Monthly Archives: February 2013

CSC-Snakes of the United States mission, Project Noah weekly report 02/22/2013

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Greetings Snake Lovers,

This week at Project Noah, the Snakes of the United States – Center for Snake Conservation (CSC) mission has had an addition of 24 new spottings bringing the total number of snake spottings to 1,363. We added 17 new members to the mission, bringing the total to 608 users. Thank you to everyone who has joined and is contributing to this important mission!

The Project Noah: CSC-Snakes of the United States Mission Spotting of the week is this very pretty little sharp-tailed snake by bwitzkestudio. The sharp-tailed snake is found in California, Oregon, Washington up into British Colombia. Although a common snake, it is seldom seen out in the open. It feeds upon slugs and other invertebrates, using its sharp tail to help stabilize its food.

http://www.projectnoah.org/spottings/17586366

Please consider becoming a Project Noah member (it is free) and help make the world a better and safer place by educating the world about snakes! (We do make provisions for sensitive species asking that you merely record the nearest large town/community.)

Our goal is conservation through education. Let’s see if we can build our membership before the spring CSC snake count so that we can educate more people. My challenge to you is to get at least 2 friends to join Project Noah, post to the Snakes of the Untied Snakes mission and the get them to challenge 2 of their friends to do the same! Snakes are often unnecessarily feared and we can help change the human perception through our postings on Project Noah. http://www.projecthoah.org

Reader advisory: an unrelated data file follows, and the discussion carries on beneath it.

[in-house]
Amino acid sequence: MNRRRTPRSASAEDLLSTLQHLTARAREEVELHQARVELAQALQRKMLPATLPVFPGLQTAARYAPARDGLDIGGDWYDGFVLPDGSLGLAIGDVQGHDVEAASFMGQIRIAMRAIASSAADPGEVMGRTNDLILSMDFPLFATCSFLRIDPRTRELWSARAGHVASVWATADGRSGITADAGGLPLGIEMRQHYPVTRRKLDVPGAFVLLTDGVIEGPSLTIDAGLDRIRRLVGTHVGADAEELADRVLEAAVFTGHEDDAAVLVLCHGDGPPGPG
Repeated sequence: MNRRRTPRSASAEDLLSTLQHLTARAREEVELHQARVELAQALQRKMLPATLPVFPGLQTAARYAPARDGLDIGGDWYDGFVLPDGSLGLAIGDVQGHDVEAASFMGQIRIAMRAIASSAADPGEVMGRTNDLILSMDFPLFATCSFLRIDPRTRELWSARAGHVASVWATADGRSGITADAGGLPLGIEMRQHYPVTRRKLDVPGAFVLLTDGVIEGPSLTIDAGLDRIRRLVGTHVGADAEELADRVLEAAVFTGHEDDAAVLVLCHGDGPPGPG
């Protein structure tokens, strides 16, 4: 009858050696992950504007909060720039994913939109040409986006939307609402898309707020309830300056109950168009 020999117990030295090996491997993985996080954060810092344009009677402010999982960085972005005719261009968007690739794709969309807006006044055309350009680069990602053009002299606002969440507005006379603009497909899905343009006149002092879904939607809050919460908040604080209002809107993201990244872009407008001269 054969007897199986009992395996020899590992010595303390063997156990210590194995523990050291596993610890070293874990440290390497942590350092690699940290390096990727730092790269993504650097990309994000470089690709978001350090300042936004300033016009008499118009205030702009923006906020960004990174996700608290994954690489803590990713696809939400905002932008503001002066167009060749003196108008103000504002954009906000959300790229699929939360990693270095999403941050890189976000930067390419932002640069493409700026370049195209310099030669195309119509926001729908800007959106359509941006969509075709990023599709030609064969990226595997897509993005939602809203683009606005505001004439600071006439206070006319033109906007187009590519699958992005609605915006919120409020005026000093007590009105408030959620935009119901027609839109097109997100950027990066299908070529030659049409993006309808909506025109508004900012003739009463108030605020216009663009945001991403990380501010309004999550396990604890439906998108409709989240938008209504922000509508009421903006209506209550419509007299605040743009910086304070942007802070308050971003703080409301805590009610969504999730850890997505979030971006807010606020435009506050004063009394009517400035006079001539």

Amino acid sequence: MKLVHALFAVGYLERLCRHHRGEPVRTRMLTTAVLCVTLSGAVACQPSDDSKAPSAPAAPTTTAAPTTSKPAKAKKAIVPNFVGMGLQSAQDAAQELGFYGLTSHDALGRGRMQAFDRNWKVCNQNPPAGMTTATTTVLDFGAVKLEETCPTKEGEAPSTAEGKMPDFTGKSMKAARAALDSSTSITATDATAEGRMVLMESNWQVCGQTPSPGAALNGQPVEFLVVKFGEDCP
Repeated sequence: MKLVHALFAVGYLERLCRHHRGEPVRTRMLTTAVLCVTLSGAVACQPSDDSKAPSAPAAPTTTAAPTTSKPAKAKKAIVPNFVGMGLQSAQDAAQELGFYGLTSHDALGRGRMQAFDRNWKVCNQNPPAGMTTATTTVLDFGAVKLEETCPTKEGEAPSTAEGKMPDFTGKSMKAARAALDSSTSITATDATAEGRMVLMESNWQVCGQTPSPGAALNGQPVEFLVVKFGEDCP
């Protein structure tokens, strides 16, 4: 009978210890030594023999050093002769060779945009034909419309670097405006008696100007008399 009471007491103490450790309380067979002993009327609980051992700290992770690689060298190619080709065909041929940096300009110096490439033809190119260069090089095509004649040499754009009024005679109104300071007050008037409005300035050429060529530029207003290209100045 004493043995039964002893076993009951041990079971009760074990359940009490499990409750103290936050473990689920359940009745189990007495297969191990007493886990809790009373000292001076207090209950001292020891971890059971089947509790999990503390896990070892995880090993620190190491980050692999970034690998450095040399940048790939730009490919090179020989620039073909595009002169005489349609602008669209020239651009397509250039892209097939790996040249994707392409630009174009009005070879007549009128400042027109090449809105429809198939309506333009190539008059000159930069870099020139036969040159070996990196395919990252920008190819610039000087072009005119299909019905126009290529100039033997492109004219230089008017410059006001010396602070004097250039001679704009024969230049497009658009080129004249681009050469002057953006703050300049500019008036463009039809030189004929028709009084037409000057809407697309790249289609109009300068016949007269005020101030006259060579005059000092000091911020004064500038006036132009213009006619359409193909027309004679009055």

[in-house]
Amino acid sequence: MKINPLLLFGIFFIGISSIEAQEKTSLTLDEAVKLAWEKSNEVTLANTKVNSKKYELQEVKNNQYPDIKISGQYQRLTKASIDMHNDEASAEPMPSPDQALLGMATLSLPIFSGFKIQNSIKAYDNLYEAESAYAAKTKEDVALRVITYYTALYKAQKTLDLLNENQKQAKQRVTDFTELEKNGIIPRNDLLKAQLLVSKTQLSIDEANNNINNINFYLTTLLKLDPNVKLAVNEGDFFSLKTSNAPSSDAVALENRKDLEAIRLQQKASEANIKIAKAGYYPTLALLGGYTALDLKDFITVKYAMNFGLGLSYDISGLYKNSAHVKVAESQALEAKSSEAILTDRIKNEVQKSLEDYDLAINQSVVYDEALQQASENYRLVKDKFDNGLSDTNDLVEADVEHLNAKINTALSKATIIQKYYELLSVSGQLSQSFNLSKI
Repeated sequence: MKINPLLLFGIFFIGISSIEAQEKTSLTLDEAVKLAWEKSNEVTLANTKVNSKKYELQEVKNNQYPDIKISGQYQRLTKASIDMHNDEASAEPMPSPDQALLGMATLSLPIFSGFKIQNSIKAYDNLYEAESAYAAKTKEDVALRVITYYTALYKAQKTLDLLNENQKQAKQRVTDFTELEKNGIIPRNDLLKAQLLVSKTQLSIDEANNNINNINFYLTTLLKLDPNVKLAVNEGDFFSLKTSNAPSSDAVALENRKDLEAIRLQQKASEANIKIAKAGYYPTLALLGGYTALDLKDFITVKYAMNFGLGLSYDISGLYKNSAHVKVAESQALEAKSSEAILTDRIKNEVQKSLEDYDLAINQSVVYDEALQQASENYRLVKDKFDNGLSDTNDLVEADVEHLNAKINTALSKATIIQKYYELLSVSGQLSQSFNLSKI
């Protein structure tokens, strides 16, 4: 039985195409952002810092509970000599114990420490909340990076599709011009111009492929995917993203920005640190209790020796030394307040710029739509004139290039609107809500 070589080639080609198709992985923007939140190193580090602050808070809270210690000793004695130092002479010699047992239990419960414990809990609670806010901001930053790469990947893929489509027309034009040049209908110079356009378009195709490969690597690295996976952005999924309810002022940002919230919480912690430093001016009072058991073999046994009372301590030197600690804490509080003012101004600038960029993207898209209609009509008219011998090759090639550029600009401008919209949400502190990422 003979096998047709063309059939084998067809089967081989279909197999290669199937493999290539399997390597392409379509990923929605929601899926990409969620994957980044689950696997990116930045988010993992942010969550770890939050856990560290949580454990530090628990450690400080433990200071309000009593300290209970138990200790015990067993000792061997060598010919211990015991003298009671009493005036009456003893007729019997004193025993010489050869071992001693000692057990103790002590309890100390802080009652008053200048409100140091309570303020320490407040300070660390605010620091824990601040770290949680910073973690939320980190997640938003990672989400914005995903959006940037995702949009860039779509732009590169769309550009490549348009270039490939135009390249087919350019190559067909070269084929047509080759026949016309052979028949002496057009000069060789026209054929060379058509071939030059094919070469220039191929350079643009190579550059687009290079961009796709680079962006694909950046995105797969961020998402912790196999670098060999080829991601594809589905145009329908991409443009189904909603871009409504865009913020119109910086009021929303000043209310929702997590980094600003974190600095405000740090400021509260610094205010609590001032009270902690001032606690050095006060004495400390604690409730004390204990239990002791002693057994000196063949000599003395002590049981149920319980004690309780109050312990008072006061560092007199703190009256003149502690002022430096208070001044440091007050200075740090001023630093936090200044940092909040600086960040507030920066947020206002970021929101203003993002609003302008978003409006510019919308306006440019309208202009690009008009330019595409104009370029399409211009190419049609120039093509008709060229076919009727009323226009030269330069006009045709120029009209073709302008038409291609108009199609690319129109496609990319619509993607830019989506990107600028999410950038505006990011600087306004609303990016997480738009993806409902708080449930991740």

Happy Herping!

Lisa~

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CSC-Snakes of the United States mission, Project Noah weekly report 02/15/2013

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What a pleasure and great honor to be featured by the CSC in one of the “Women and Snake ” features. Back when I was in college there were very few women in my field of herpetology and those who were mostly dealt with amphibians. It is such an awesome thing today to see strong, beautiful, smart women who love snakes! And so nice to know that future generations will not even give it a second thought to have women herpetologists that work with snakes!

This week at Project Noah, I am happy to report that the Snakes of the United States – Center for Snake Conservation (CSC) mission has had an addition of 10 new spottings bringing the total number of snake spottings to 1,339. I am also pleased to report we added 7 new members to the mission, bringing the total to 591 users.

The Project Noah: CSC-Snakes of the United States Mission Spotting of the week is this fantastic photo of a juvenile Western Cottonmouth. Often portrayed as aggressive, it has been my experience that they are anything but aggressive and do everything to try and let you know they are present and want to be left alone.